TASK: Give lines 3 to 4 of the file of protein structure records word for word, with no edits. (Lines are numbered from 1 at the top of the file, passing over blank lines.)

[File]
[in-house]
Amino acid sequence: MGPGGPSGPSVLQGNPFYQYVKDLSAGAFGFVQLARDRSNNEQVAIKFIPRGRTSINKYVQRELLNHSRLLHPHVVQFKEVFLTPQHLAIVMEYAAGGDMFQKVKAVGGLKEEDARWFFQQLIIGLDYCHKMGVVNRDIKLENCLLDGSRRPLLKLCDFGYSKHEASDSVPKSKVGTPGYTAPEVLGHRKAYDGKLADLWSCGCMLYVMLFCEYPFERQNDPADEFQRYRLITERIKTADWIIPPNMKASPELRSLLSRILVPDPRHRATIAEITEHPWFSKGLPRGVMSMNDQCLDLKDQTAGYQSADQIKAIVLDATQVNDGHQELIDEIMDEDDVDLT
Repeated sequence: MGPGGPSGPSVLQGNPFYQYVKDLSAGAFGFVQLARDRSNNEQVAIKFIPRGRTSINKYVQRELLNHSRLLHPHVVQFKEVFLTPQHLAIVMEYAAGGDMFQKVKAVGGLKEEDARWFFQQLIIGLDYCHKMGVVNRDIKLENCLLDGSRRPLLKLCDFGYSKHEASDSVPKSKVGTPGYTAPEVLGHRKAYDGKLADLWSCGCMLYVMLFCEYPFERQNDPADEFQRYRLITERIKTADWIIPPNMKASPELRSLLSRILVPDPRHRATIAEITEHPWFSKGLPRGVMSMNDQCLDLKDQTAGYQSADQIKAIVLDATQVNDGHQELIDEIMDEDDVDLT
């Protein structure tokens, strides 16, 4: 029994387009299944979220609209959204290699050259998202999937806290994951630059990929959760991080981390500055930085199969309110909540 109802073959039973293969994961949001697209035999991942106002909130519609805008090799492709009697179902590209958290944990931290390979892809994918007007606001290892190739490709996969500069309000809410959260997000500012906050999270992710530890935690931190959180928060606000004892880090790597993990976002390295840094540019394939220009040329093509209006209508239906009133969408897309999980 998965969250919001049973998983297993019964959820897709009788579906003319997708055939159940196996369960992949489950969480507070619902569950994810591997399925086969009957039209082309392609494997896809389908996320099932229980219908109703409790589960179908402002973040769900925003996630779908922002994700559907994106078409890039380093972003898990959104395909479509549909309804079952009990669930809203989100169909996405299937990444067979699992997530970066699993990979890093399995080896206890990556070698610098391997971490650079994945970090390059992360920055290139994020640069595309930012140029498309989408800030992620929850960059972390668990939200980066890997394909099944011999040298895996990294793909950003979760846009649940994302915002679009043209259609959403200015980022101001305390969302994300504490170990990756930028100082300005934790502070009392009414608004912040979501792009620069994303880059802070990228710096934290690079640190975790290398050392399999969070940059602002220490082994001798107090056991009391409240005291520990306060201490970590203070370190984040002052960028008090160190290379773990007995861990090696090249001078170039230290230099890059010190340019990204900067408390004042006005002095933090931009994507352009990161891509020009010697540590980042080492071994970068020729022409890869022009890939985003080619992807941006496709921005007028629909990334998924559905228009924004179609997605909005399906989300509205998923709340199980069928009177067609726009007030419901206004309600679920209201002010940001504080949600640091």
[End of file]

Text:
Repeated sequence: MGPGGPSGPSVLQGNPFYQYVKDLSAGAFGFVQLARDRSNNEQVAIKFIPRGRTSINKYVQRELLNHSRLLHPHVVQFKEVFLTPQHLAIVMEYAAGGDMFQKVKAVGGLKEEDARWFFQQLIIGLDYCHKMGVVNRDIKLENCLLDGSRRPLLKLCDFGYSKHEASDSVPKSKVGTPGYTAPEVLGHRKAYDGKLADLWSCGCMLYVMLFCEYPFERQNDPADEFQRYRLITERIKTADWIIPPNMKASPELRSLLSRILVPDPRHRATIAEITEHPWFSKGLPRGVMSMNDQCLDLKDQTAGYQSADQIKAIVLDATQVNDGHQELIDEIMDEDDVDLT
């Protein structure tokens, strides 16, 4: 029994387009299944979220609209959204290699050259998202999937806290994951630059990929959760991080981390500055930085199969309110909540 109802073959039973293969994961949001697209035999991942106002909130519609805008090799492709009697179902590209958290944990931290390979892809994918007007606001290892190739490709996969500069309000809410959260997000500012906050999270992710530890935690931190959180928060606000004892880090790597993990976002390295840094540019394939220009040329093509209006209508239906009133969408897309999980 998965969250919001049973998983297993019964959820897709009788579906003319997708055939159940196996369960992949489950969480507070619902569950994810591997399925086969009957039209082309392609494997896809389908996320099932229980219908109703409790589960179908402002973040769900925003996630779908922002994700559907994106078409890039380093972003898990959104395909479509549909309804079952009990669930809203989100169909996405299937990444067979699992997530970066699993990979890093399995080896206890990556070698610098391997971490650079994945970090390059992360920055290139994020640069595309930012140029498309989408800030992620929850960059972390668990939200980066890997394909099944011999040298895996990294793909950003979760846009649940994302915002679009043209259609959403200015980022101001305390969302994300504490170990990756930028100082300005934790502070009392009414608004912040979501792009620069994303880059802070990228710096934290690079640190975790290398050392399999969070940059602002220490082994001798107090056991009391409240005291520990306060201490970590203070370190984040002052960028008090160190290379773990007995861990090696090249001078170039230290230099890059010190340019990204900067408390004042006005002095933090931009994507352009990161891509020009010697540590980042080492071994970068020729022409890869022009890939985003080619992807941006496709921005007028629909990334998924559905228009924004179609997605909005399906989300509205998923709340199980069928009177067609726009007030419901206004309600679920209201002010940001504080949600640091």